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We loved the palazzo and the terraces. When you get a ticket to get access to three palaces and it’s easy to get lost in their art and history. Yet Palazzo Bianco had the best terraces and most intimate setup to contemplate art - with...More
It is an 18th century palace used to lodge wealthy tenants.
In 1889 it was given to the Municipality of Genoa by testament by the Duchess of Galliera, who wanted it "to form a public gallery".
For this reason - in addition to the monumental...More
Having enjoyed the interior courtyard spaces of Palazzo Bianco, I was surprised to step out onto the elevated terrace. I may have overstated it by saying "rooftop," but for sure this terrace is up, over-hanging the Strada Nuova. It's all rather voyeuristic. From above, you...More
The Palazzo Bianco runs into the Doria Tursi and since the room guides are very specific n their instructions that you follow the signed route, you have to trek through both. Like so many other Italian art collections, unless your interest is in religious subjects...More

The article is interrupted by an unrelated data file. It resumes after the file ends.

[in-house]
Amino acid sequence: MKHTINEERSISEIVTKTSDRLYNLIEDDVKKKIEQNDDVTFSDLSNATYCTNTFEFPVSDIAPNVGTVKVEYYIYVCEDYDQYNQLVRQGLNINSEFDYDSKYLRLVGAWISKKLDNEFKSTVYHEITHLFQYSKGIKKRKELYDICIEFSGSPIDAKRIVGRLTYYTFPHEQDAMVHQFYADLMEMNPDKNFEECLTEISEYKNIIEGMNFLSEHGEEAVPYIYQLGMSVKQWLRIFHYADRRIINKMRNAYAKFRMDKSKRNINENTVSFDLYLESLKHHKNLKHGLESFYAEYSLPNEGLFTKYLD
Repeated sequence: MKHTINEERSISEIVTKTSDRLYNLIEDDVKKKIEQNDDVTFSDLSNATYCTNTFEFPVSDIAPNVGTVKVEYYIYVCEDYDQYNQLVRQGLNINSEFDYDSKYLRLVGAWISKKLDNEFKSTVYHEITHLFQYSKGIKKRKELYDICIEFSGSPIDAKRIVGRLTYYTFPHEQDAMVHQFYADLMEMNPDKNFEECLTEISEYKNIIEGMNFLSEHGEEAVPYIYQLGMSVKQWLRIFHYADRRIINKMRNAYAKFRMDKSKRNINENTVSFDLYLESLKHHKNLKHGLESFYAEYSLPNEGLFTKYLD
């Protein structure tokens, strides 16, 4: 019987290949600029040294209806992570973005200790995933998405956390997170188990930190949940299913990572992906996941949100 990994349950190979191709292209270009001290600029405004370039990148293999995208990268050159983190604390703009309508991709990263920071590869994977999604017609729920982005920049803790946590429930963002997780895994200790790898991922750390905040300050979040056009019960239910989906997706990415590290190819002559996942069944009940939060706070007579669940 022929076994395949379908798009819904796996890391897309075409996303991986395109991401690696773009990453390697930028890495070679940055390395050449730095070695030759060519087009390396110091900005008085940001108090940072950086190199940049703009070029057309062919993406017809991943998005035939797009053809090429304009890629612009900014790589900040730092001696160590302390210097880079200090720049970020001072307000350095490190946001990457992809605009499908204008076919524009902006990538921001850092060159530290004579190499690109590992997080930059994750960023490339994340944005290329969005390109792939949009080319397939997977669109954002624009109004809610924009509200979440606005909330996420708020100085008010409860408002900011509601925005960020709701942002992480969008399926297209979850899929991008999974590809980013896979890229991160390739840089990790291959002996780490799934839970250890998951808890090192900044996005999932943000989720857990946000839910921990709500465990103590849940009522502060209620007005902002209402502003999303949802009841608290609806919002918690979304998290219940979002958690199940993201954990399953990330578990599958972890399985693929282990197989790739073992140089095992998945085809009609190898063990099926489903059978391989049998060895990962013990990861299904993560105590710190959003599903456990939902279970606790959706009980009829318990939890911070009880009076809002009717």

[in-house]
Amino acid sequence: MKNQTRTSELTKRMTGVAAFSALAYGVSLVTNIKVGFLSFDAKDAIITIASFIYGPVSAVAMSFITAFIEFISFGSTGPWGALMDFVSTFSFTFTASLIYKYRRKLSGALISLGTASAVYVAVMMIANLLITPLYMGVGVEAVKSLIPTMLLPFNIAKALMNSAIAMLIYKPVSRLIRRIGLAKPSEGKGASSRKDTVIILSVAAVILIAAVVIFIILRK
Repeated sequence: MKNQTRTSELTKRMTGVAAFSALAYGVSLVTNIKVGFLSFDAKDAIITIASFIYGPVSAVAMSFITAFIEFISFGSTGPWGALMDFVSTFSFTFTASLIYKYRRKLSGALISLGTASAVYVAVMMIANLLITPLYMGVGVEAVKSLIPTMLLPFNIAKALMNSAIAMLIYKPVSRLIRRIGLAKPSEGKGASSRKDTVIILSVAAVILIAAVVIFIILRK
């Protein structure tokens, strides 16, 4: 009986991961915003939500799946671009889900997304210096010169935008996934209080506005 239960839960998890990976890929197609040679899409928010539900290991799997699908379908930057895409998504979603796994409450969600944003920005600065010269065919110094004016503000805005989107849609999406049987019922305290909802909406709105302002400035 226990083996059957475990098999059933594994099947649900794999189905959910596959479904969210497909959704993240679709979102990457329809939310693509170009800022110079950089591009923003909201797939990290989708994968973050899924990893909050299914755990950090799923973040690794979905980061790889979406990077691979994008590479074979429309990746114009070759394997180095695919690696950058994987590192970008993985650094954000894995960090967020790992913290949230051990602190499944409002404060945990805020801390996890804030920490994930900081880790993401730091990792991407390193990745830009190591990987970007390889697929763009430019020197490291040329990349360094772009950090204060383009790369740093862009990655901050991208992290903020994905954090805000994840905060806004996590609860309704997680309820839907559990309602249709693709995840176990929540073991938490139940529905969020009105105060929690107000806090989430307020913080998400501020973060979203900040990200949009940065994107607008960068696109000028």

while this was an enjoyable visit, the museum just didn't quite hit the high notes, which was disappointing.
Some of the art was good and interesting, it is a poor man's Florence.
The visit was, accordingly short.
Its is nevertheless worth a visit, but lower...More
Our Genoa tour guide mentioned 2 special pieces in this museum. I wanted to see the Canova sculpture and the Carravaggio painting. We were given very clear directions to the sculpture and then the painting. Upon reaching the top of the stairs we weren't allowed...More
The Palazzo Bianco is one of several very grand palaces built for a Doge. The architecture is impressive, to say the least, and it forms a fitting repository for such wonderful old-master paintings including Caravaggio, Veronese, Rubens, Van Dyck, to name but few. It houses...More
This is really a museum of so many things with plenty of art and fabrics, clothes, coins, ... leading to lovely gardens for photos. Well worth entrance fee, although guides are always on your shoulder and like Ikea, you have to follow the arrows !
I saw this along with the red palace and I really enjoyed it, for different reasons.
The white palace had a small but very interesting display of 18th century clothing. The gardens are also small but very pretty.
I would say if you only have...More